Objective—To determine daily variation in urinary
clearance and fractional excretion (FE) of electrolytes
and minerals within and between horses and to compare
volumetric and single-sample urine collection for
determining FE values of diets with a range of dietary
cation-anion balance (DCAB).
Animals—5 Thoroughbred and 6 mixed-breed mares.
Procedure—3 isocaloric diets with low, medium, and
high DCAB values (85, 190, and 380 mEq/kg of dry
matter, respectively) were each fed for 14 days. Daily
blood samples, single urine samples collected by
using a urinary catheter (5 mares), and volumetric
urine collections (6 mares) were obtained during the
last 72 hours of each diet.
Results—Urine and plasma pH values, plasma concentrations,
and FE values of sodium, chloride, potassium,
magnesium, phosphorus, and calcium were
altered by varying the DCAB. Noticeable variation in
clearance and FE values was detected within horses
from day-to-day on the same diet as well as between
horses. Fractional excretion values were not significantly
different between single-sample and volumetric
methods, except for magnesium in the high DCAB
diet. Volumetric and single-sample collections
revealed similar patterns of change in urinary FE values
with varying DCAB, except for calcium and magnesium.
Conclusions and Clinical Relevance—Substantial
variation in clearance and FE of electrolytes and minerals
are evident within horses between 24-hour periods
as well as between horses fed a specific diet.
Three daily urine samples provide similar information
regarding dietary-induced changes in clearance and
FE values (excluding calcium and magnesium) as that
obtained by volumetric urine collection. (Am J Vet Res 2003;64:284–291)
Objective—To determine whether plasma, urine,
and fecal electrolyte and mineral concentrations differ
between clinically normal horses and
Thoroughbreds with recurrent exertional rhabdomyolysis
(RER) after consumption of diets varying in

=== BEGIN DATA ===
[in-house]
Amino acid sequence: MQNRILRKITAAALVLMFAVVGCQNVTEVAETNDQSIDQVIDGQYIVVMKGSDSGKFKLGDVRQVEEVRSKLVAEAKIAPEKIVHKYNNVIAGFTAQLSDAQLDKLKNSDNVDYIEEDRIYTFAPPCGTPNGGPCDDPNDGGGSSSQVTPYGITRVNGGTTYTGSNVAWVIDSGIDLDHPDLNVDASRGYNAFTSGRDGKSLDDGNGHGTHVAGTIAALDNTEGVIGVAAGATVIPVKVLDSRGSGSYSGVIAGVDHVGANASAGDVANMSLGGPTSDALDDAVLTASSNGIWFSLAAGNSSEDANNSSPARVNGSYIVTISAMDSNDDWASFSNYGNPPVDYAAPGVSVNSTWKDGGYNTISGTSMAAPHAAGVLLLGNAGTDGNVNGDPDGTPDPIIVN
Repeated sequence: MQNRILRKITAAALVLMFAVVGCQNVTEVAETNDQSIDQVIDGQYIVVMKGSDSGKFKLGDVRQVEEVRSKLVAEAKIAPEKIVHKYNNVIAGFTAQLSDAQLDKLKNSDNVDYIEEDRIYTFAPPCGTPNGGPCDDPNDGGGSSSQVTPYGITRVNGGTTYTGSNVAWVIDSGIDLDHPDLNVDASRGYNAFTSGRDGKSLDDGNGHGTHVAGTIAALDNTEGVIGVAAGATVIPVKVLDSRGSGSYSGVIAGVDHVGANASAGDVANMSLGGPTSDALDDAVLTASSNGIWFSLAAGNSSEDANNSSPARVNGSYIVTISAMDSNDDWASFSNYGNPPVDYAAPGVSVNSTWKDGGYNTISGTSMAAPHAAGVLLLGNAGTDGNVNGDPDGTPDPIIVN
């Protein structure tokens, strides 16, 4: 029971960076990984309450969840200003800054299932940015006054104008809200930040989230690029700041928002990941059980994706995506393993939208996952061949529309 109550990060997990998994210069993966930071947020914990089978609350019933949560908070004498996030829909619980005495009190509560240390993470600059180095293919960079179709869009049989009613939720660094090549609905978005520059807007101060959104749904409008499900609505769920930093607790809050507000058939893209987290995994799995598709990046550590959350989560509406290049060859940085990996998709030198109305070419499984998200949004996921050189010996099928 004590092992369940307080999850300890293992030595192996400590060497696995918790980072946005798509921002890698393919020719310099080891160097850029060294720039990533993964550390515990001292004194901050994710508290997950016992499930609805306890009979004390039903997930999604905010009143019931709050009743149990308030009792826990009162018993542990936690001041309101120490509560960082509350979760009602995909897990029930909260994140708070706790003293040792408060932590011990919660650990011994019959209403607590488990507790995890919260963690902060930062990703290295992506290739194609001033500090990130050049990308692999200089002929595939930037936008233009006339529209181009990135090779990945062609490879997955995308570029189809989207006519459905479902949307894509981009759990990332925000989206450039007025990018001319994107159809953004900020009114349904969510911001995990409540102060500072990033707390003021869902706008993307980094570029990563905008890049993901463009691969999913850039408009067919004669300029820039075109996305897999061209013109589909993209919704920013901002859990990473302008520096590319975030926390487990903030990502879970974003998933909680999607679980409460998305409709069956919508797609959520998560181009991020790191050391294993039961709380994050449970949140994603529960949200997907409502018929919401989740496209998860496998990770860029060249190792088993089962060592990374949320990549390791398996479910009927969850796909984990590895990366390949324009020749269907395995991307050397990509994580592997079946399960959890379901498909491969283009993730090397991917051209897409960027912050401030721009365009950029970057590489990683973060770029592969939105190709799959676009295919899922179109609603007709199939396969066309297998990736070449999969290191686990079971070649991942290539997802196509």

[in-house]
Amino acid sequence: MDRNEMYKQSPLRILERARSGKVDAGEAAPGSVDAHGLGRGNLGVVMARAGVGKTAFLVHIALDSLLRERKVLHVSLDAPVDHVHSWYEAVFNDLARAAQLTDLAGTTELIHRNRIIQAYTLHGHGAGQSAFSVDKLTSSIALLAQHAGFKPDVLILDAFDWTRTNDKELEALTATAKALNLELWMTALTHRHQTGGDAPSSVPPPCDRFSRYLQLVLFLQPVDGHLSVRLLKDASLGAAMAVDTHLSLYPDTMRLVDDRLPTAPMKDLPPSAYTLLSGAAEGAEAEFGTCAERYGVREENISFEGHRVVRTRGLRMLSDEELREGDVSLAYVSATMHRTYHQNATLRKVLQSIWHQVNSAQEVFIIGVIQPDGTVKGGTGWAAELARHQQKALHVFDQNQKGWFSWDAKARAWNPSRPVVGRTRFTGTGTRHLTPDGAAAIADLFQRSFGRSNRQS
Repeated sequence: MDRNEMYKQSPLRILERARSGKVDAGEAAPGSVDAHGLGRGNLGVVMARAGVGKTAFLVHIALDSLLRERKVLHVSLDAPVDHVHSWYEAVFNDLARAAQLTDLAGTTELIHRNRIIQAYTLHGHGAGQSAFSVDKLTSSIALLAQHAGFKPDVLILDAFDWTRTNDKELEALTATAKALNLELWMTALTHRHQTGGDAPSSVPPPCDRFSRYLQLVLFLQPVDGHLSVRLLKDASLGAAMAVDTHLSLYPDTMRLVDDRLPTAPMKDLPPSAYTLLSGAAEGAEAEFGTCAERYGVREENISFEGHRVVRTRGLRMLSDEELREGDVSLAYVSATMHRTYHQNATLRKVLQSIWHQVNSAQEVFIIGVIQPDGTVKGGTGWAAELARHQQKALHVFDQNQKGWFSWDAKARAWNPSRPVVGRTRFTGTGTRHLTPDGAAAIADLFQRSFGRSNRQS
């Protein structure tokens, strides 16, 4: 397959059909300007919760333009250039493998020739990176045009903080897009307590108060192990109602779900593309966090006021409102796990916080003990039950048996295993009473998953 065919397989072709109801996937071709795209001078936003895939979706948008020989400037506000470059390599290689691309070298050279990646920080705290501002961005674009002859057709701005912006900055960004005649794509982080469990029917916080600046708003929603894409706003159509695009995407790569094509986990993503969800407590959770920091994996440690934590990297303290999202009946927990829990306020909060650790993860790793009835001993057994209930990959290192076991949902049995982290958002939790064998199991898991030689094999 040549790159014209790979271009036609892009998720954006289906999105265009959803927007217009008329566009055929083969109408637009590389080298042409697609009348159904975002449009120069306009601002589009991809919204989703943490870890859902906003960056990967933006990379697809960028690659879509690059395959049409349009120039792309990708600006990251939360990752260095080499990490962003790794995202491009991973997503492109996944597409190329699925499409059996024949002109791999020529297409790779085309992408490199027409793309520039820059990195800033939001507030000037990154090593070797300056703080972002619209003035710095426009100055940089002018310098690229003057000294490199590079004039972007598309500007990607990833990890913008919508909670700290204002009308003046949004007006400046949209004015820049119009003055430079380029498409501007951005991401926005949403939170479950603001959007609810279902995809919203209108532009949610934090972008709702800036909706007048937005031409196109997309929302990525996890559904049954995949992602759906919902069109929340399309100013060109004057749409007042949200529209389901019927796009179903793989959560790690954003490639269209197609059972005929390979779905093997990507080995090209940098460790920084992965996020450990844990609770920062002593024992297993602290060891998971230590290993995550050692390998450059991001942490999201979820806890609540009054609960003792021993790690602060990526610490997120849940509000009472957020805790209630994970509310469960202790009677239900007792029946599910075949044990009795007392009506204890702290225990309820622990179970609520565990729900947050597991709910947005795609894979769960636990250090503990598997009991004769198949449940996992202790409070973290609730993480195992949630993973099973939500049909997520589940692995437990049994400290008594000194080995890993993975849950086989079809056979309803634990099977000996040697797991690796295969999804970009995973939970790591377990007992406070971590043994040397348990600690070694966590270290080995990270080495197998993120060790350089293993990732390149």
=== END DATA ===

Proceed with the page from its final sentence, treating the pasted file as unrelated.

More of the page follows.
Animals—5 Thoroughbred mares with RER and 6
clinically normal mixed-breed mares.
Procedure—Each of 3 isocaloric diets designated as
low, medium, and high on the basis of dietary cationanion
balance (DCAB) values of 85, 190, and 380,
respectively, were fed to horses for 14 days. During
the last 72 hours, 3 horses with RER and 3 control
horses had daily urine and fecal samples obtained by
total 24-hour collection. Remaining horses had urine
samples collected daily by single catheterization.
Results—For each diet, no differences existed
between horses with RER and control horses in plasma
pH, electrolyte concentrations, and creatine
kinase activity or in urine pH and renal fractional
excretion (FE) values. Plasma pH, strong ion difference,
bicarbonate and total carbon dioxide concentrations,
and base excess decreased and plasma chloride
and ionized calcium concentrations increased
with decreasing DCAB. Urine pH decreased with
decreasing DCAB. The FE of chloride and phosphorus
were greatest for horses fed the low diet. The FE values
for all electrolytes exept magnesium did not differ
between urine samples obtained by single catheterization
and total 24-hour collection. Daily balance of
calcium, phosphorus, sodium, chloride, and potassium
did not differ significantly among horses fed the
Conclusions—In clinically normal horses and in horses
with RER, the DCAB strongly affects plasma and
urine pH and the FE of sodium, potassium, chloride,
and phosphorus. (Am J Vet Res 2002;63:1053–1060)